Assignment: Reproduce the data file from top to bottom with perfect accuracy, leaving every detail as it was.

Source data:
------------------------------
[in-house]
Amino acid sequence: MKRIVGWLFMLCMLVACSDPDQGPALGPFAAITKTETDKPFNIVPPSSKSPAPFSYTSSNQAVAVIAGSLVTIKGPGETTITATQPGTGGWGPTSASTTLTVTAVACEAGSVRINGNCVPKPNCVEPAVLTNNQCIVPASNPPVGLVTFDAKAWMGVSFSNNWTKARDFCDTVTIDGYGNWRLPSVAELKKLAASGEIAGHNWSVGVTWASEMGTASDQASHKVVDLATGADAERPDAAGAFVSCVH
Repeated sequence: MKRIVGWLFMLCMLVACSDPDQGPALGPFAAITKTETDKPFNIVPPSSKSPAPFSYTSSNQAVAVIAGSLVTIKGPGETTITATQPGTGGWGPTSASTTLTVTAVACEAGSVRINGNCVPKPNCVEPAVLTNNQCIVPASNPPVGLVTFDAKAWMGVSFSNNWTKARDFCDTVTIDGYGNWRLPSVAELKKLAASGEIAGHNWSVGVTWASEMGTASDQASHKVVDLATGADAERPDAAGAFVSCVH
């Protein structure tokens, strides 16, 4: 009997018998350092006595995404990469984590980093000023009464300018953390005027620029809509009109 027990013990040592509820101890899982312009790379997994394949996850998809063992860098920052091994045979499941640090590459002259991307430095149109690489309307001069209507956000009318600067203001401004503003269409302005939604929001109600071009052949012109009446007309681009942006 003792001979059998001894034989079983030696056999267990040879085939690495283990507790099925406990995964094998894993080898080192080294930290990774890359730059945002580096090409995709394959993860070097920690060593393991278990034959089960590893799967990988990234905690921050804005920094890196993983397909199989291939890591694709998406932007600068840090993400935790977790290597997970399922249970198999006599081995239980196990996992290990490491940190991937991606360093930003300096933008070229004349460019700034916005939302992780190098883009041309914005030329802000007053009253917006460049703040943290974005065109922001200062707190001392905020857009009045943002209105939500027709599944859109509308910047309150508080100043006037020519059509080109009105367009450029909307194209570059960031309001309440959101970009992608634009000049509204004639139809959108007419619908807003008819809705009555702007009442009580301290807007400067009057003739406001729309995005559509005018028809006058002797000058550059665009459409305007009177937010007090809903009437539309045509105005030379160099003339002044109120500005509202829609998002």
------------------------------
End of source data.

[in-house]
Amino acid sequence: MKRIVGWLFMLCMLVACSDPDQGPALGPFAAITKTETDKPFNIVPPSSKSPAPFSYTSSNQAVAVIAGSLVTIKGPGETTITATQPGTGGWGPTSASTTLTVTAVACEAGSVRINGNCVPKPNCVEPAVLTNNQCIVPASNPPVGLVTFDAKAWMGVSFSNNWTKARDFCDTVTIDGYGNWRLPSVAELKKLAASGEIAGHNWSVGVTWASEMGTASDQASHKVVDLATGADAERPDAAGAFVSCVH
Repeated sequence: MKRIVGWLFMLCMLVACSDPDQGPALGPFAAITKTETDKPFNIVPPSSKSPAPFSYTSSNQAVAVIAGSLVTIKGPGETTITATQPGTGGWGPTSASTTLTVTAVACEAGSVRINGNCVPKPNCVEPAVLTNNQCIVPASNPPVGLVTFDAKAWMGVSFSNNWTKARDFCDTVTIDGYGNWRLPSVAELKKLAASGEIAGHNWSVGVTWASEMGTASDQASHKVVDLATGADAERPDAAGAFVSCVH
């Protein structure tokens, strides 16, 4: 009997018998350092006595995404990469984590980093000023009464300018953390005027620029809509009109 027990013990040592509820101890899982312009790379997994394949996850998809063992860098920052091994045979499941640090590459002259991307430095149109690489309307001069209507956000009318600067203001401004503003269409302005939604929001109600071009052949012109009446007309681009942006 003792001979059998001894034989079983030696056999267990040879085939690495283990507790099925406990995964094998894993080898080192080294930290990774890359730059945002580096090409995709394959993860070097920690060593393991278990034959089960590893799967990988990234905690921050804005920094890196993983397909199989291939890591694709998406932007600068840090993400935790977790290597997970399922249970198999006599081995239980196990996992290990490491940190991937991606360093930003300096933008070229004349460019700034916005939302992780190098883009041309914005030329802000007053009253917006460049703040943290974005065109922001200062707190001392905020857009009045943002209105939500027709599944859109509308910047309150508080100043006037020519059509080109009105367009450029909307194209570059960031309001309440959101970009992608634009000049509204004639139809959108007419619908807003008819809705009555702007009442009580301290807007400067009057003739406001729309995005559509005018028809006058002797000058550059665009459409305007009177937010007090809903009437539309045509105005030379160099003339002044109120500005509202829609998002």